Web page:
SEATTLE (CBSNewYork/AP) — Marshawn Lynch was at the center of attention in the fourth quarter of the Super Bowl on Sunday night.
Except this time, Lynch may have given the surest sign he's on the verge of retirement.
Lynch, the mercurial Seattle Seahawks running back, sent a tweet during the fourth quarter of Sunday's game with a pair of cleats hanging from a power or telephone line, along with an emoji depicting a peace sign. It certainly wasn't a definitive statement that Lynch is ready to call it a career, but fit with mounting evidence that the bruising running back is ready to move on from football.
The Seahawks official Twitter account later added the hashtag #ThankYouBeastMode to Lynch's original message and a spokesman said the tweet stood as the team's comment.
Lynch's teammates in Seattle took Lynch's message as a retirement statement. Russell Wilson, Doug Baldwin, Bruce Irvin, Paul Richardson and Richard Sherman were among the many teammates to pay tribute to Lynch on social media.
"Honor playing with one of the best running backs of all time!" Wilson, Seattle's quarterback, said on Twitter. "Going to miss sharing the backfield with you 24."
"Salute to my guy @MoneyLynch ... It was an honor sharing the field with you," Sherman wrote on Twitter.
"To one of the greatest teammates I've ever had the pleasure of suiting up with. Salute. #Beastmode," Baldwin posted on Instagram.
Seahawks owner Paul Allen replied to the team's statement on Twitter and thanked Lynch for "a great career as a Seahawk. So many memorable runs and quakes!"
Lynch's mother, Delisa Lynch, also posted a message to Twitter saying, "When one door closes God opens another one even better thank you Jesus!!!!!"
Messages left for Lynch's representatives were not immediately returned.
The tweet from Lynch also backed statements from Jan. 22 by Seattle general manager John Schneider in a pair of radio interviews that indicated Lynch was leaning toward retirement. Schneider said in separate interviews with two Seattle radio stations that he believes Lynch is leaning toward calling it a career after an injury-filled 2015 season.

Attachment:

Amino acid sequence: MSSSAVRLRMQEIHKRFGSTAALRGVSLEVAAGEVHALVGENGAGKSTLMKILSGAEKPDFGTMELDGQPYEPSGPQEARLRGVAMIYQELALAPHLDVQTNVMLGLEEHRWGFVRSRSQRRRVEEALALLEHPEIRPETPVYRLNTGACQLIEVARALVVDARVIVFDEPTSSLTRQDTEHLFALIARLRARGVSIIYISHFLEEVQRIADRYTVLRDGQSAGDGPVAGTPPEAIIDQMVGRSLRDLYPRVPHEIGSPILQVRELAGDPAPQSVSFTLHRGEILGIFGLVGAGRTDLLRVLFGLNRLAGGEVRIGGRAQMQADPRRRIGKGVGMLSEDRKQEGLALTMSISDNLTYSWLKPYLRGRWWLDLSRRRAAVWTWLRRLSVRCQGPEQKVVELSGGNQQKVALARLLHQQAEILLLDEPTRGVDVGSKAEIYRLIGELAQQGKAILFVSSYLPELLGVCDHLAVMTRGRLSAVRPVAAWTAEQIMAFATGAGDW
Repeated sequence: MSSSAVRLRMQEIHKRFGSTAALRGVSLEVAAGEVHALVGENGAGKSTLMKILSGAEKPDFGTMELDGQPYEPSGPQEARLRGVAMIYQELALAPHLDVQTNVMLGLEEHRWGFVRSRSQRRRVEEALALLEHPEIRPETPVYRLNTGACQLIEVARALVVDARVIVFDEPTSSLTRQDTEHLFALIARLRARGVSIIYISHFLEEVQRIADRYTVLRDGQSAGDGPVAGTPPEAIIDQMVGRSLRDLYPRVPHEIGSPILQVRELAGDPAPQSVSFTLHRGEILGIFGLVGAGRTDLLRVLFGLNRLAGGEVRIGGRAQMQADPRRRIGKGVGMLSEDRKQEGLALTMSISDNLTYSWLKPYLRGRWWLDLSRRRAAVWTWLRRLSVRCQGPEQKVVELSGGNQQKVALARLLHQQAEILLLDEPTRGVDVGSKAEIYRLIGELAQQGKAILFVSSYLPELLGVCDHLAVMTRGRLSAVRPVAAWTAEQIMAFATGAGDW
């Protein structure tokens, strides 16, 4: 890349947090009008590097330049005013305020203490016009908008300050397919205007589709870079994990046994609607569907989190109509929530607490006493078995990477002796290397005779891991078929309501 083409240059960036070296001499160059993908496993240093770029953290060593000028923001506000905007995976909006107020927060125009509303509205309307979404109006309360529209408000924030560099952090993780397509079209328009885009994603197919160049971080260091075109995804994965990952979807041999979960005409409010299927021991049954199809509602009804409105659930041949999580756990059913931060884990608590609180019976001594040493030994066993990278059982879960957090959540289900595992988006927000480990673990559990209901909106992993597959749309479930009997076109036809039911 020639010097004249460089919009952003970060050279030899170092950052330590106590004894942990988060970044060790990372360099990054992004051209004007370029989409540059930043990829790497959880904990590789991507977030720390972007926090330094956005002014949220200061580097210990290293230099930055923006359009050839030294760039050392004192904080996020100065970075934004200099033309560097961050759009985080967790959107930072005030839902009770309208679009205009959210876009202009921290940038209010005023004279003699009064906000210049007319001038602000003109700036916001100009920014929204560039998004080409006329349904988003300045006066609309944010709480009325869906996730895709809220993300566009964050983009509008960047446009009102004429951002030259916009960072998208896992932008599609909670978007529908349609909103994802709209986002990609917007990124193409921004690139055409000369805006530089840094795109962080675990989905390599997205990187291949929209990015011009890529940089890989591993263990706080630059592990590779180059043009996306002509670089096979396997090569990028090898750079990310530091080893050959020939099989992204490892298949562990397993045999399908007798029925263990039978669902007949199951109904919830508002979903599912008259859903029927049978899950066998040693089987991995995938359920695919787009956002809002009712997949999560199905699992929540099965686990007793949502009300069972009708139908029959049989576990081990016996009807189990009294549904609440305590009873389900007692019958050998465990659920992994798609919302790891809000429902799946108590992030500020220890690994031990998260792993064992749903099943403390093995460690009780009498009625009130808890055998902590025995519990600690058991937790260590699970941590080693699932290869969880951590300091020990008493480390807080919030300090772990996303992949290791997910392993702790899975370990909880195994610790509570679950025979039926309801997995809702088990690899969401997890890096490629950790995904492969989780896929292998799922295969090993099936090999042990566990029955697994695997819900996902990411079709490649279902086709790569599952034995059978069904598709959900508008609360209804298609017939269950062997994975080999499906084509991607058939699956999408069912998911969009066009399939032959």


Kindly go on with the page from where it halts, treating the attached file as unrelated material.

Schneider first appeared on KIRO-AM, the team's flagship station, saying the team was going to give Lynch time and leeway to decide what he wants to do, but added he was "under the impression" Lynch was leaning toward retirement.
Later on KJR-AM, Schneider hedged his comments slightly, but reiterated that he thought Lynch was considering stepping away.
"I really, honestly don't know at this point," Schneider said on KJR. "If you put a gun to my head I would say he is leaning toward retirement. But I think with Marshawn you never really know. He's a fierce competitor. We just have to handle it the right way in terms of showing him as much respect as we possibly can for everything he's done for this organization."
ESPN reported earlier Sunday without identifying its sources that Lynch had been telling close friends he was planning to retire.
Lynch will turn 30 in April and is coming off an injury-plagued 2015 season where he was limited to just seven games in the regular season and one of Seattle's two playoff games. Lynch was bothered by hamstring and calf issues early in the season and later missed the final seven regular-season games with an abdominal injury that required surgery. Lynch returned for the NFC divisional playoff game at Carolina but was mostly a non-factor with the Seahawks falling behind 14-0 in the opening moments of the loss.
Lynch was limited to just 111 carries and 417 yards in the regular season, the first season of his career where injuries have been a significant factor.
Lynch would have cost the Seahawks $11.5 million against the salary cap for the 2016 season, a massive number for a running back of his age, but Schneider had indicated changes would be needed if Lynch wanted to return.
Now that doesn't appear it will be an issue.
(TM and © Copyright 2016 CBS Radio Inc. and its relevant subsidiaries. CBS RADIO and EYE Logo TM and Copyright 2016 CBS Broadcasting Inc. Used under license. All Rights Reserved. This material may not be published, broadcast, rewritten, or redistributed. The Associated Press contributed to this report.)
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